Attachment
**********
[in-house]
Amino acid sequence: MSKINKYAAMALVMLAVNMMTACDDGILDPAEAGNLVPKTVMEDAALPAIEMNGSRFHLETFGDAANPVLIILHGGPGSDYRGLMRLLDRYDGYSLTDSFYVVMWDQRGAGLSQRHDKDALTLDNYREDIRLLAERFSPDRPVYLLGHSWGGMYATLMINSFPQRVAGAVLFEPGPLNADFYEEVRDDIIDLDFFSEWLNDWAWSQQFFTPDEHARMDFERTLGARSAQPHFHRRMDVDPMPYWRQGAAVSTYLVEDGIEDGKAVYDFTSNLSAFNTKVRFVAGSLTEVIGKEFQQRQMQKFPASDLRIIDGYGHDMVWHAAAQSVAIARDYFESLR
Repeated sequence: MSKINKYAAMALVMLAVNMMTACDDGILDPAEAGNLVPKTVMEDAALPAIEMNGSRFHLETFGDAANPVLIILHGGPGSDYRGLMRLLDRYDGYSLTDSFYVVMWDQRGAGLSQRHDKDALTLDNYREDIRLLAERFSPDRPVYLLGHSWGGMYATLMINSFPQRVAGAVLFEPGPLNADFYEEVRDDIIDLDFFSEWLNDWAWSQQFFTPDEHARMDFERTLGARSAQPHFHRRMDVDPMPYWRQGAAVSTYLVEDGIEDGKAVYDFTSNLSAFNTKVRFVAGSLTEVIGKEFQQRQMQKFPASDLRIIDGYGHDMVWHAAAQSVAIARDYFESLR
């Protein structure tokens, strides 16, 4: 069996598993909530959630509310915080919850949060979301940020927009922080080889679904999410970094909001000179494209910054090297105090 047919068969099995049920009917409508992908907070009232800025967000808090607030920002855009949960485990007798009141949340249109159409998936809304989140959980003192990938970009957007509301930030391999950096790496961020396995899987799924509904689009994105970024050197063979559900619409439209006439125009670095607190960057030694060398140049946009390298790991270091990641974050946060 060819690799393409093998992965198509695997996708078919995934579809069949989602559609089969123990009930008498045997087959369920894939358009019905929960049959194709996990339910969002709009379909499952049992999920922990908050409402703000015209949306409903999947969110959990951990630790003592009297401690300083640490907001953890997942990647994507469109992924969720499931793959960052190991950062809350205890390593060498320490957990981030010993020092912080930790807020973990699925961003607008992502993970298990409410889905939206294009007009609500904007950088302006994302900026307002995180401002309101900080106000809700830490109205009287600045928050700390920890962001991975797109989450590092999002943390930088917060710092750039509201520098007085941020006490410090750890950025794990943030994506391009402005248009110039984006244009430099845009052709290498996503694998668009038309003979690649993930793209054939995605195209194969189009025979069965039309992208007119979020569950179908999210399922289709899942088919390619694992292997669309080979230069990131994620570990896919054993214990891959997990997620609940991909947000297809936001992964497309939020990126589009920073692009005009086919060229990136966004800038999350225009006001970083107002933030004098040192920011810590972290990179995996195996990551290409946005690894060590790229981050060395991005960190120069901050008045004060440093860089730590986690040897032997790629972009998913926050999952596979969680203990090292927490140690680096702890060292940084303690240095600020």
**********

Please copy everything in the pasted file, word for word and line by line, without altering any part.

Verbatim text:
[in-house]
Amino acid sequence: MSKINKYAAMALVMLAVNMMTACDDGILDPAEAGNLVPKTVMEDAALPAIEMNGSRFHLETFGDAANPVLIILHGGPGSDYRGLMRLLDRYDGYSLTDSFYVVMWDQRGAGLSQRHDKDALTLDNYREDIRLLAERFSPDRPVYLLGHSWGGMYATLMINSFPQRVAGAVLFEPGPLNADFYEEVRDDIIDLDFFSEWLNDWAWSQQFFTPDEHARMDFERTLGARSAQPHFHRRMDVDPMPYWRQGAAVSTYLVEDGIEDGKAVYDFTSNLSAFNTKVRFVAGSLTEVIGKEFQQRQMQKFPASDLRIIDGYGHDMVWHAAAQSVAIARDYFESLR
Repeated sequence: MSKINKYAAMALVMLAVNMMTACDDGILDPAEAGNLVPKTVMEDAALPAIEMNGSRFHLETFGDAANPVLIILHGGPGSDYRGLMRLLDRYDGYSLTDSFYVVMWDQRGAGLSQRHDKDALTLDNYREDIRLLAERFSPDRPVYLLGHSWGGMYATLMINSFPQRVAGAVLFEPGPLNADFYEEVRDDIIDLDFFSEWLNDWAWSQQFFTPDEHARMDFERTLGARSAQPHFHRRMDVDPMPYWRQGAAVSTYLVEDGIEDGKAVYDFTSNLSAFNTKVRFVAGSLTEVIGKEFQQRQMQKFPASDLRIIDGYGHDMVWHAAAQSVAIARDYFESLR
């Protein structure tokens, strides 16, 4: 069996598993909530959630509310915080919850949060979301940020927009922080080889679904999410970094909001000179494209910054090297105090 047919068969099995049920009917409508992908907070009232800025967000808090607030920002855009949960485990007798009141949340249109159409998936809304989140959980003192990938970009957007509301930030391999950096790496961020396995899987799924509904689009994105970024050197063979559900619409439209006439125009670095607190960057030694060398140049946009390298790991270091990641974050946060 060819690799393409093998992965198509695997996708078919995934579809069949989602559609089969123990009930008498045997087959369920894939358009019905929960049959194709996990339910969002709009379909499952049992999920922990908050409402703000015209949306409903999947969110959990951990630790003592009297401690300083640490907001953890997942990647994507469109992924969720499931793959960052190991950062809350205890390593060498320490957990981030010993020092912080930790807020973990699925961003607008992502993970298990409410889905939206294009007009609500904007950088302006994302900026307002995180401002309101900080106000809700830490109205009287600045928050700390920890962001991975797109989450590092999002943390930088917060710092750039509201520098007085941020006490410090750890950025794990943030994506391009402005248009110039984006244009430099845009052709290498996503694998668009038309003979690649993930793209054939995605195209194969189009025979069965039309992208007119979020569950179908999210399922289709899942088919390619694992292997669309080979230069990131994620570990896919054993214990891959997990997620609940991909947000297809936001992964497309939020990126589009920073692009005009086919060229990136966004800038999350225009006001970083107002933030004098040192920011810590972290990179995996195996990551290409946005690894060590790229981050060395991005960190120069901050008045004060440093860089730590986690040897032997790629972009998913926050999952596979969680203990090292927490140690680096702890060292940084303690240095600020």